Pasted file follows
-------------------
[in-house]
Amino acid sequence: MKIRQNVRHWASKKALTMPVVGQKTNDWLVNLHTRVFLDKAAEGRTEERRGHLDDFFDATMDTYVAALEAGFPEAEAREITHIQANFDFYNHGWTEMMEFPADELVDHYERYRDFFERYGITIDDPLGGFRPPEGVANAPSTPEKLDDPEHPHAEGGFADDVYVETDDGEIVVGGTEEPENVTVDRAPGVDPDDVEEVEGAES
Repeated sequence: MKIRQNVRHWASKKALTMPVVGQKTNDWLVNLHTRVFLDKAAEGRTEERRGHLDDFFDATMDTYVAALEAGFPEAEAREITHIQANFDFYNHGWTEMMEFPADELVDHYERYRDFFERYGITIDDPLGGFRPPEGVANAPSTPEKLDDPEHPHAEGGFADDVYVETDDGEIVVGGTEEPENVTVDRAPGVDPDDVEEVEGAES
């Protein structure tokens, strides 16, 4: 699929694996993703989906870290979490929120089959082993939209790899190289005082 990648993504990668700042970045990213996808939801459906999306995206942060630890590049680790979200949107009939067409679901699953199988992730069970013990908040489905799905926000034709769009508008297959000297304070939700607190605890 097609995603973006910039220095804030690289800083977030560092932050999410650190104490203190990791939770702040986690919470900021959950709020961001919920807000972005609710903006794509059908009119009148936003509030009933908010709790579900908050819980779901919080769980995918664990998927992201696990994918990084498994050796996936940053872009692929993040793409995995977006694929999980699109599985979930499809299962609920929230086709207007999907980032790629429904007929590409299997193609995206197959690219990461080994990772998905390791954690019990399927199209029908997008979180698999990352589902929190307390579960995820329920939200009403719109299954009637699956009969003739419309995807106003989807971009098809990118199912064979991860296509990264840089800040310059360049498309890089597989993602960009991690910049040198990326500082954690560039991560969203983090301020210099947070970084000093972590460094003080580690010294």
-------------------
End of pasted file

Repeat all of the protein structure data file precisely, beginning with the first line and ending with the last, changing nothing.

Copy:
[in-house]
Amino acid sequence: MKIRQNVRHWASKKALTMPVVGQKTNDWLVNLHTRVFLDKAAEGRTEERRGHLDDFFDATMDTYVAALEAGFPEAEAREITHIQANFDFYNHGWTEMMEFPADELVDHYERYRDFFERYGITIDDPLGGFRPPEGVANAPSTPEKLDDPEHPHAEGGFADDVYVETDDGEIVVGGTEEPENVTVDRAPGVDPDDVEEVEGAES
Repeated sequence: MKIRQNVRHWASKKALTMPVVGQKTNDWLVNLHTRVFLDKAAEGRTEERRGHLDDFFDATMDTYVAALEAGFPEAEAREITHIQANFDFYNHGWTEMMEFPADELVDHYERYRDFFERYGITIDDPLGGFRPPEGVANAPSTPEKLDDPEHPHAEGGFADDVYVETDDGEIVVGGTEEPENVTVDRAPGVDPDDVEEVEGAES
């Protein structure tokens, strides 16, 4: 699929694996993703989906870290979490929120089959082993939209790899190289005082 990648993504990668700042970045990213996808939801459906999306995206942060630890590049680790979200949107009939067409679901699953199988992730069970013990908040489905799905926000034709769009508008297959000297304070939700607190605890 097609995603973006910039220095804030690289800083977030560092932050999410650190104490203190990791939770702040986690919470900021959950709020961001919920807000972005609710903006794509059908009119009148936003509030009933908010709790579900908050819980779901919080769980995918664990998927992201696990994918990084498994050796996936940053872009692929993040793409995995977006694929999980699109599985979930499809299962609920929230086709207007999907980032790629429904007929590409299997193609995206197959690219990461080994990772998905390791954690019990399927199209029908997008979180698999990352589902929190307390579960995820329920939200009403719109299954009637699956009969003739419309995807106003989807971009098809990118199912064979991860296509990264840089800040310059360049498309890089597989993602960009991690910049040198990326500082954690560039991560969203983090301020210099947070970084000093972590460094003080580690010294």